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Origins of Chinese sovereignty over Taiwan

James W. Pfister
James W. Pfister

The foolish trip of Nancy Pelosi, our speaker of the House of Representatives, to Taiwan recently has raised again the dangerousness of our relationship with the People's Republic of China (herein PRC), a growing nuclear and world power in Asia. My purpose here is to provide a historical description of events that lay at the foundation of the PRC’s right to sovereignty over Taiwan.

Han Chinese started visiting Taiwan during the Yuan dynasty (1271-1368 A.D.). The first written account of a visit was 1349. By the 16th century, the early European explorers, the Portuguese, had entered the region and named Taiwan Ilha Formosa (“beautiful island”). Also, by the 16th century, more Chinese had come to the island, about 100 miles off the Chinese coast.

By the 17th century, the Dutch had entered the scene. At first, they were driven away by the Ming, but eventually built Fort Zeelandia, on the southwest coast of the island. In 1626, the Spanish built a settlement on the northeast coast. In 1642, the Dutch defeated the Spanish and drove them out.

In 1664, the Ming dynasty was defeated by the Manchu forces. Koxinga was a Ming loyalist. In 1662, after a nine-month siege, Koxinga captured the Dutch fortress Zeelandia. Taiwan then became his base. The Qing (Manchu) dynasty (1644-1911) defeated Koxinga’s progeny in 1683. They ruled part of the island as Taiwan Prefecture. In 1875, the island was divided into two prefectures (north and south). In 1887, Taiwan became the Fokien-Taiwan Province of China. (The above brief history is from Wikipedia, July 30, 2022).

Before the Sino-Japanese War of 1895, 45% of Taiwan was governed by the Qing, while the remainder was “lightly populated” by Aborigines, a barbaric people. In a population of 2.5 million, 2.3 million were Han Chinese, the remainder were members of various indigenous tribes. (Ibid.).

Japan had aggressive motivations toward Taiwan. China lost the Sino-Japanese War. As a result, the Qing transferred sovereignty of Taiwan and Penghi to Japan on April 17, 1895, pursuant to the Treaty of Shimonoseki.

The return of Taiwan to China was a main goal of the Chinese during World War II. The Cairo Declaration issued by China, the United States, and Great Britain on Dec. 1, 1943, stated in part: “…that all the territories Japan has stolen from the Chinese, such as Manchuria, Formosa (Taiwan) and the Pescadores (Penghu), shall be restored to China.”

The Potsdam Proclamation signed by China, the United States and Great Britain on July 26, 1945, (subsequently adhered to by the Soviet Union) reiterated: “The terms of the Cairo Declaration shall be carried out.”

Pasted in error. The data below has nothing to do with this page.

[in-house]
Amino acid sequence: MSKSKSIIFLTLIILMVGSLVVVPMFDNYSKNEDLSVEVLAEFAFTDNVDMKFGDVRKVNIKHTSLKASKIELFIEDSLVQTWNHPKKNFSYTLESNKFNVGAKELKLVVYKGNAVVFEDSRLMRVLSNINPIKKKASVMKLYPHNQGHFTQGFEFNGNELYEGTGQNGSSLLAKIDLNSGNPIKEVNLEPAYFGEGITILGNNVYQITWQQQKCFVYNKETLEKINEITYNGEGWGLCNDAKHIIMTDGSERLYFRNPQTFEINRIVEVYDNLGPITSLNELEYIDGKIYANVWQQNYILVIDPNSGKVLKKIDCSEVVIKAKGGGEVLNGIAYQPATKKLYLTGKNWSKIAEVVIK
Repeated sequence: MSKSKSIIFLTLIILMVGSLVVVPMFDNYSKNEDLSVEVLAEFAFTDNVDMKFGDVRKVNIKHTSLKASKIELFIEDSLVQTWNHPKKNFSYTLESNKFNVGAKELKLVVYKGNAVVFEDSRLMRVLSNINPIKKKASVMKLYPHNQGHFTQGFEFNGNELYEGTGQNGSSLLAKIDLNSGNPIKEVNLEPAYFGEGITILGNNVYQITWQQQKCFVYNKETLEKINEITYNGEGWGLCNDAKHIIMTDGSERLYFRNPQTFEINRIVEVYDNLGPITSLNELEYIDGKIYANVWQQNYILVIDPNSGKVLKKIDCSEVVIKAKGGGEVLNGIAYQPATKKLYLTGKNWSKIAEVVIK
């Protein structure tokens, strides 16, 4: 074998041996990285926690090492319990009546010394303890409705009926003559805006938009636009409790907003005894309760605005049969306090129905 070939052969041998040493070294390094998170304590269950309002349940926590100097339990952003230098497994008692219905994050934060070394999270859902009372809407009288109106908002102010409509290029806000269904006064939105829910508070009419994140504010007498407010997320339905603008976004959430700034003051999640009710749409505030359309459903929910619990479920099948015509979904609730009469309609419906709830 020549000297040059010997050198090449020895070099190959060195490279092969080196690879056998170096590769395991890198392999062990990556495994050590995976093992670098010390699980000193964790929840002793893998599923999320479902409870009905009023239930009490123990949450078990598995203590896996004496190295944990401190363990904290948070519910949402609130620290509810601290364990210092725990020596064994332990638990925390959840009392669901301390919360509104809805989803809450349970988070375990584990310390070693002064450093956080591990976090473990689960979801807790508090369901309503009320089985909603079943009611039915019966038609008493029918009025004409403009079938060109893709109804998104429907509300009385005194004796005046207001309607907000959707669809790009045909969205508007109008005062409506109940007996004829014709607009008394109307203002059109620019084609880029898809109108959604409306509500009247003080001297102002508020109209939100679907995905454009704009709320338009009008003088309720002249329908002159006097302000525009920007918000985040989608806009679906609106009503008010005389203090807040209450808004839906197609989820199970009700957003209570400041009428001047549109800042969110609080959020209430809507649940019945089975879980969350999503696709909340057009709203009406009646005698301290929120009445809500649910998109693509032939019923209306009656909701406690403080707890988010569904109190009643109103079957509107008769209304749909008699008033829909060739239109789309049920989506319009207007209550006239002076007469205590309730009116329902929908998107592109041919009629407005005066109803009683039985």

On Aug. 15, 1945, Japan surrendered. The instrument of surrender stated: "Japan hereby accepts the provisions in the declaration issued by the heads of the Governments of the United States, China and Great Britain on July 26, 1945, at Potsdam, and subsequently adhered to by the Union of Soviet Socialist Republics.”

On Oct. 25, 1945, the officer accepting the Japanese surrender in Taiwan on behalf of the Chinese government proclaimed that from this day forward Taiwan and Penghui are part of Chinese sovereignty. (Much of the above is from Taiwan History, Embassy of the People’s Republic of China in the Republic of Latvia, Aug. 5, 2008).

On Oct. 1, 1949, the PRC became the successor government of China. Therefore, the PRC claims sovereignty over all of the Chinese territories, including Taiwan. On Oct. 25, 1971, the United Nations seated the PRC as the government of China, and removed the Republic of China. President Richard Nixon reacted: “This went much further than we had expected: We had thought that our greatest problem would be in convincing Taiwan to stay after the P.R.C. had been granted equal status.” ("RN, The Memoirs of Richard Nixon," 1978). We would recognize the PRC as the sole government of China during the Carter Administration on Jan. 1, 1979.

What is the problem now? Why do we seem to be on the edge of a clash with the PRC? What has the United States done since World War II to interfere with and undermine the PRC’s sovereignty over Taiwan? Next time.

James W. Pfister, J.D. University of Toledo, Ph.D. University of Michigan (political science), retired after 46 years in the Political Science Department at Eastern Michigan University. He lives at Devils Lake and can be reached at

This article originally appeared on The Daily Telegram: James Pfister: Origins of Chinese sovereignty over Taiwan